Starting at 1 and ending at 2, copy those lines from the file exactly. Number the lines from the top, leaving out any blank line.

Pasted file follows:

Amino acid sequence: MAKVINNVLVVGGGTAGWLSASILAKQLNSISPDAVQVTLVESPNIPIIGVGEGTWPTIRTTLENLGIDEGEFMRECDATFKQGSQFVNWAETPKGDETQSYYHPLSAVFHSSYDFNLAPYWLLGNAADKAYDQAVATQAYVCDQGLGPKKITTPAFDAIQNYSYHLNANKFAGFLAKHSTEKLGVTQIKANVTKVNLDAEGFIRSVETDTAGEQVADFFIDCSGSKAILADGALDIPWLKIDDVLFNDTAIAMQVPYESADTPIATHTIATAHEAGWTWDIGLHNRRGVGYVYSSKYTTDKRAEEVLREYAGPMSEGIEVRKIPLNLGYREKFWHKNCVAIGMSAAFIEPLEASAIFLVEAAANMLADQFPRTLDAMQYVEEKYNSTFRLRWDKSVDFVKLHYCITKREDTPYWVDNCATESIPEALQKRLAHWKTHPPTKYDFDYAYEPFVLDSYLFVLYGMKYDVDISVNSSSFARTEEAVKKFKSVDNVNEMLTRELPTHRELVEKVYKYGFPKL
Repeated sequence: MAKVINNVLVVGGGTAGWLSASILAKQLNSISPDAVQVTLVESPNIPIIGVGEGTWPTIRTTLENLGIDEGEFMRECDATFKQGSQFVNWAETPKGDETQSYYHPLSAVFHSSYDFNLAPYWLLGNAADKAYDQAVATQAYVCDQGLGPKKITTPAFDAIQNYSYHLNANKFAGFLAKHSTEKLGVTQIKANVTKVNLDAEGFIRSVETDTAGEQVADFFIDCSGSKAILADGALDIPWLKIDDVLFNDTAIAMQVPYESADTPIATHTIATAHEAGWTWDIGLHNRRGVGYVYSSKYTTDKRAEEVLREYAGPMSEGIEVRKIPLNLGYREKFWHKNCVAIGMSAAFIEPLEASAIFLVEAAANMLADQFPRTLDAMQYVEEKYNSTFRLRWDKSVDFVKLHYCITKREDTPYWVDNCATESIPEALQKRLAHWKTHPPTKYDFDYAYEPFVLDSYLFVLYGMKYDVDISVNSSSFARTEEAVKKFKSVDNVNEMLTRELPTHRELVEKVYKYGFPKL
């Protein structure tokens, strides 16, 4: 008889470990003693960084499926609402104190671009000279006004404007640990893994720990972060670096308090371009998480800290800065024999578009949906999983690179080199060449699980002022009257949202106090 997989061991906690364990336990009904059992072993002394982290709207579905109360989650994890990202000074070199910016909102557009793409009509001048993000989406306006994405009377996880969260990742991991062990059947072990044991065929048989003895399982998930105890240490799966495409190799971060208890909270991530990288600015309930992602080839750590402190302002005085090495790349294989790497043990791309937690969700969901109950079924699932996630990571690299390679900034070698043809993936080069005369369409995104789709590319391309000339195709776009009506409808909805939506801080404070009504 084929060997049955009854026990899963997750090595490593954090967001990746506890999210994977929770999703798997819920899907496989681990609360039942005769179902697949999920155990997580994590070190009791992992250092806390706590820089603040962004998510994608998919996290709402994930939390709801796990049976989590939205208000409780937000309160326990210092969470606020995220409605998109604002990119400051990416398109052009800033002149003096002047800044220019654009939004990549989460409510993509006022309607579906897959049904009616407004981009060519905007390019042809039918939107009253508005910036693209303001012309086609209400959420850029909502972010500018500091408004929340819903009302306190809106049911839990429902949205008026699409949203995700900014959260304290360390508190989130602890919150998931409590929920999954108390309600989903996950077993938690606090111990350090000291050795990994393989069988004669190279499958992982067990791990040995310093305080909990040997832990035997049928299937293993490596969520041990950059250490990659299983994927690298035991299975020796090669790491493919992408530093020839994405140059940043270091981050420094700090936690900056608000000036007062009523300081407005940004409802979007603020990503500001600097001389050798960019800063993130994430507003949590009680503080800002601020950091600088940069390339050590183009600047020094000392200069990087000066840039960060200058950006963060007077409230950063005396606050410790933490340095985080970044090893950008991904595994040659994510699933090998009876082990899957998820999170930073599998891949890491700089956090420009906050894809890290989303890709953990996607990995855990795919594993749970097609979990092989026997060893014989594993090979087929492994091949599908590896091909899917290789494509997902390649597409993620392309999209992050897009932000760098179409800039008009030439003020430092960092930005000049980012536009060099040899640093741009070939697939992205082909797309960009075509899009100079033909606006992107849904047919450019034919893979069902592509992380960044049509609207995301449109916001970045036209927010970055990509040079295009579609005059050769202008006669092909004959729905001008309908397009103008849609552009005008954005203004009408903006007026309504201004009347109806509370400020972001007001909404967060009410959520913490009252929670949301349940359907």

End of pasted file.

Amino acid sequence: MAKVINNVLVVGGGTAGWLSASILAKQLNSISPDAVQVTLVESPNIPIIGVGEGTWPTIRTTLENLGIDEGEFMRECDATFKQGSQFVNWAETPKGDETQSYYHPLSAVFHSSYDFNLAPYWLLGNAADKAYDQAVATQAYVCDQGLGPKKITTPAFDAIQNYSYHLNANKFAGFLAKHSTEKLGVTQIKANVTKVNLDAEGFIRSVETDTAGEQVADFFIDCSGSKAILADGALDIPWLKIDDVLFNDTAIAMQVPYESADTPIATHTIATAHEAGWTWDIGLHNRRGVGYVYSSKYTTDKRAEEVLREYAGPMSEGIEVRKIPLNLGYREKFWHKNCVAIGMSAAFIEPLEASAIFLVEAAANMLADQFPRTLDAMQYVEEKYNSTFRLRWDKSVDFVKLHYCITKREDTPYWVDNCATESIPEALQKRLAHWKTHPPTKYDFDYAYEPFVLDSYLFVLYGMKYDVDISVNSSSFARTEEAVKKFKSVDNVNEMLTRELPTHRELVEKVYKYGFPKL
Repeated sequence: MAKVINNVLVVGGGTAGWLSASILAKQLNSISPDAVQVTLVESPNIPIIGVGEGTWPTIRTTLENLGIDEGEFMRECDATFKQGSQFVNWAETPKGDETQSYYHPLSAVFHSSYDFNLAPYWLLGNAADKAYDQAVATQAYVCDQGLGPKKITTPAFDAIQNYSYHLNANKFAGFLAKHSTEKLGVTQIKANVTKVNLDAEGFIRSVETDTAGEQVADFFIDCSGSKAILADGALDIPWLKIDDVLFNDTAIAMQVPYESADTPIATHTIATAHEAGWTWDIGLHNRRGVGYVYSSKYTTDKRAEEVLREYAGPMSEGIEVRKIPLNLGYREKFWHKNCVAIGMSAAFIEPLEASAIFLVEAAANMLADQFPRTLDAMQYVEEKYNSTFRLRWDKSVDFVKLHYCITKREDTPYWVDNCATESIPEALQKRLAHWKTHPPTKYDFDYAYEPFVLDSYLFVLYGMKYDVDISVNSSSFARTEEAVKKFKSVDNVNEMLTRELPTHRELVEKVYKYGFPKL